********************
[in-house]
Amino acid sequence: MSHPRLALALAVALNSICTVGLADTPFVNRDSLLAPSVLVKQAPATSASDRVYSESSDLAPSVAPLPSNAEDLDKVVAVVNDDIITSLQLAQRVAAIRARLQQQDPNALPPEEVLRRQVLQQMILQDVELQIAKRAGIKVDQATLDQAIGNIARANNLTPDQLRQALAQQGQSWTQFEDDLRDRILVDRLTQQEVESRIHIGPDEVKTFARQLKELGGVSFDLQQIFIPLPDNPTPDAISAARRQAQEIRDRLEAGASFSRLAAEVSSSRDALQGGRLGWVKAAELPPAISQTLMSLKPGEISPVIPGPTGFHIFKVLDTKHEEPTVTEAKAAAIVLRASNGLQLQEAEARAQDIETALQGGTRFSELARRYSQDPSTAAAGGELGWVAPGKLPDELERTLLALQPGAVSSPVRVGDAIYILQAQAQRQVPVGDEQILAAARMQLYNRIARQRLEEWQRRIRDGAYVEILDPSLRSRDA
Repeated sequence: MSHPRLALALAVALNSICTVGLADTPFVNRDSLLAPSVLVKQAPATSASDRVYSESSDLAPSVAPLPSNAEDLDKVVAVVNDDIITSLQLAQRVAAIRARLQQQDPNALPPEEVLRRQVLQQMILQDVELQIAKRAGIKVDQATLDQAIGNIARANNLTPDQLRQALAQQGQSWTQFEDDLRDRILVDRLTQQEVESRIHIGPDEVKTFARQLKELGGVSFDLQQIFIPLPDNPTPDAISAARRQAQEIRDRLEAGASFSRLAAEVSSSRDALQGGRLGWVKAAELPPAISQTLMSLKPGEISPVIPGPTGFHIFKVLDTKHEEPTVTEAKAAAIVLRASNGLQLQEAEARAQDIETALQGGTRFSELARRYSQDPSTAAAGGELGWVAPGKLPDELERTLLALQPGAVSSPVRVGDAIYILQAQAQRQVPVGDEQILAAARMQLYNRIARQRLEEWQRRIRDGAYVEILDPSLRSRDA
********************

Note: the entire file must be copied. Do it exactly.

[in-house]
Amino acid sequence: MSHPRLALALAVALNSICTVGLADTPFVNRDSLLAPSVLVKQAPATSASDRVYSESSDLAPSVAPLPSNAEDLDKVVAVVNDDIITSLQLAQRVAAIRARLQQQDPNALPPEEVLRRQVLQQMILQDVELQIAKRAGIKVDQATLDQAIGNIARANNLTPDQLRQALAQQGQSWTQFEDDLRDRILVDRLTQQEVESRIHIGPDEVKTFARQLKELGGVSFDLQQIFIPLPDNPTPDAISAARRQAQEIRDRLEAGASFSRLAAEVSSSRDALQGGRLGWVKAAELPPAISQTLMSLKPGEISPVIPGPTGFHIFKVLDTKHEEPTVTEAKAAAIVLRASNGLQLQEAEARAQDIETALQGGTRFSELARRYSQDPSTAAAGGELGWVAPGKLPDELERTLLALQPGAVSSPVRVGDAIYILQAQAQRQVPVGDEQILAAARMQLYNRIARQRLEEWQRRIRDGAYVEILDPSLRSRDA
Repeated sequence: MSHPRLALALAVALNSICTVGLADTPFVNRDSLLAPSVLVKQAPATSASDRVYSESSDLAPSVAPLPSNAEDLDKVVAVVNDDIITSLQLAQRVAAIRARLQQQDPNALPPEEVLRRQVLQQMILQDVELQIAKRAGIKVDQATLDQAIGNIARANNLTPDQLRQALAQQGQSWTQFEDDLRDRILVDRLTQQEVESRIHIGPDEVKTFARQLKELGGVSFDLQQIFIPLPDNPTPDAISAARRQAQEIRDRLEAGASFSRLAAEVSSSRDALQGGRLGWVKAAELPPAISQTLMSLKPGEISPVIPGPTGFHIFKVLDTKHEEPTVTEAKAAAIVLRASNGLQLQEAEARAQDIETALQGGTRFSELARRYSQDPSTAAAGGELGWVAPGKLPDELERTLLALQPGAVSSPVRVGDAIYILQAQAQRQVPVGDEQILAAARMQLYNRIARQRLEEWQRRIRDGAYVEILDPSLRSRDA